All right. Argument in America, essential issues, essential text. We got part one, the environment, part two, education, part three, censorship, four, struggles for liberation, slavery, women’s rights, civil rights, part five, the individual and the community, civil disobedience, becoming America, and immigration and assimilation, and some arguments about argument. Okay.
Let’s go through. This is pretty cool, argument. What it’s looking like is, this is just a whole bunch of different essays. Black history is coming up, so this would be great, because it has a lot of Martin Luther King, Malcolm X, Frederick Douglas, Jesse Jackson, another one. Oh man, yeah, this is extremely interesting. It’s just a whole bunch of different essays or speeches, whatever you want to call it.
For a whole different thing. I’m going to read the essays. That’s more for America, or for Black History, but “What to the slave is a 4th of July, 229,” by Frederick Douglas. I’m not going to go into the history of Frederick Douglas. When I go through this, depending on how long these are. Okay. Yeah. No, I’m not.
This is plenty. 248, yeah, it’s plenty for me to extract 400 words for you guys, but let’s go over what he’s discussing, “What to the slave is the 4th of July?” Let’s see in here, because I see in bold, the present. Yeah. Wow. This is going to be intense. The internal slave trade. All right. Let’s let’s look at what he says. Take the American slave trade, which we are told by the papers is especially prosperous. Ex Senator Benton tells us that the price of men was never higher than now.
He mentions the fact to show this slavery is in no danger. This trade is one of the peculiarities of American institutions. It is carried on in all the large towns and cities in one half of this Confederacy, and millions are pocketed every year by dealers in this horrific traffic.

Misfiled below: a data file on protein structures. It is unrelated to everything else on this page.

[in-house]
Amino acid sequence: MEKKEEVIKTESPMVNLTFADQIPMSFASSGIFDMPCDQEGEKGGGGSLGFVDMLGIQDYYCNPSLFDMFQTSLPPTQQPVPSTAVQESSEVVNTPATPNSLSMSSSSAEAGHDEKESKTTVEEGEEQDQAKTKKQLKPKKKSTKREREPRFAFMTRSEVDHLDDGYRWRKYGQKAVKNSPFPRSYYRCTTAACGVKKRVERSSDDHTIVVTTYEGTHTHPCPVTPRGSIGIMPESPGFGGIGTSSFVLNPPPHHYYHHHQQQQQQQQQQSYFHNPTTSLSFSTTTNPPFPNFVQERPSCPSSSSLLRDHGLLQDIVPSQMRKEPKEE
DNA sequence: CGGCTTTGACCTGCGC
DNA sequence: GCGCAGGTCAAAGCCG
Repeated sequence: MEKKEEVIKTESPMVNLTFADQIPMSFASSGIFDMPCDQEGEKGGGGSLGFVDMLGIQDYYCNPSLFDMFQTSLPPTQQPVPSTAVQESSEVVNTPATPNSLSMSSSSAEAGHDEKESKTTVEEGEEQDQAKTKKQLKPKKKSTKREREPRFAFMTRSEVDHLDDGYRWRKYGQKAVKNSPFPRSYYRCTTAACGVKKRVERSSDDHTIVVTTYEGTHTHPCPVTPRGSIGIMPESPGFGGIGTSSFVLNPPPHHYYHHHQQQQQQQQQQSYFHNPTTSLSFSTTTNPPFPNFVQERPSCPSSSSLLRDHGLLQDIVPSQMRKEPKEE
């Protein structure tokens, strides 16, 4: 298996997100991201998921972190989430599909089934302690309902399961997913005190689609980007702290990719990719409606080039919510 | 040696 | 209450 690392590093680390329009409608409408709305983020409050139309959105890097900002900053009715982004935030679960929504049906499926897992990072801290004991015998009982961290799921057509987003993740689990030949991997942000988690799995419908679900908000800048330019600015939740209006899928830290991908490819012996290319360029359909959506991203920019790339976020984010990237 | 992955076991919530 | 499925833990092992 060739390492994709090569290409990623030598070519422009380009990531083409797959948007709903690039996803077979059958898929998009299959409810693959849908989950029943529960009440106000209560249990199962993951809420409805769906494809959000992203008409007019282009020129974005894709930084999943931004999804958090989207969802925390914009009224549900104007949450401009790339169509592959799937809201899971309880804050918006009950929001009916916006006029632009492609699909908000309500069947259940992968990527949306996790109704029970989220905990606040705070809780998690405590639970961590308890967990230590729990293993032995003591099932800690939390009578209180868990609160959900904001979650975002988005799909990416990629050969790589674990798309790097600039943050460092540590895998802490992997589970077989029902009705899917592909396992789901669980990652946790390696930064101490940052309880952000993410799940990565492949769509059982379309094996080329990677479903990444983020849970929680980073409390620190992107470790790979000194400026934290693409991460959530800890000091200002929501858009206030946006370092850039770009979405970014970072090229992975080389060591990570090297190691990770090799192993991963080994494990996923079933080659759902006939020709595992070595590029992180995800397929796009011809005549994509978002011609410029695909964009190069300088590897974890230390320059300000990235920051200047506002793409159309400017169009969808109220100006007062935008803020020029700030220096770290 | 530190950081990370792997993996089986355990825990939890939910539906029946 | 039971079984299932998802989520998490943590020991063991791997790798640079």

In several States, this trade is a chief source of wealth. It is called in contradistinction to the foreign slave trade. The internal slave trade. It is probably called so, in order to divert from it, the horror from which the foreign slave trade is contemplated.
All right, let me break it down. So around when it was written, you got two different slaves. You had the international slave trade and then you have the internal slave trade. I don’t know exactly when this was written. This was a number five. He said 1821 to 1851. He was Senator.
If he wrote this in the twenties, that was right after they outlawed the importation of slaves from Africa, right, or importation of slaves in the United States because it was inhumane, and that’s right around the time that, that the world got a conscience about international slave trade, but that’s also right around the time that slavery in the United States ramped all the way up, because this is what’s around that time is like what classifies the American black slave different from anywhere else is because during this time we had also bought the Louisiana purchase, a couple of different years, but it’s all the same, and then there’s a huge demand for slaves, but then there was no way to get slaves from Africa.
Then the internal slave trade went bonkers, right, and this is when the separations of families was rampant and everything, because the price will want to press this slave skyrocketed, and the demand skyrocketed as well, so separating families, and then, I mean, I don’t want to go into the whole history around there, but I’m already at five minutes. We’ll read a little bit more, but this essay right here, will go. This is going to be great.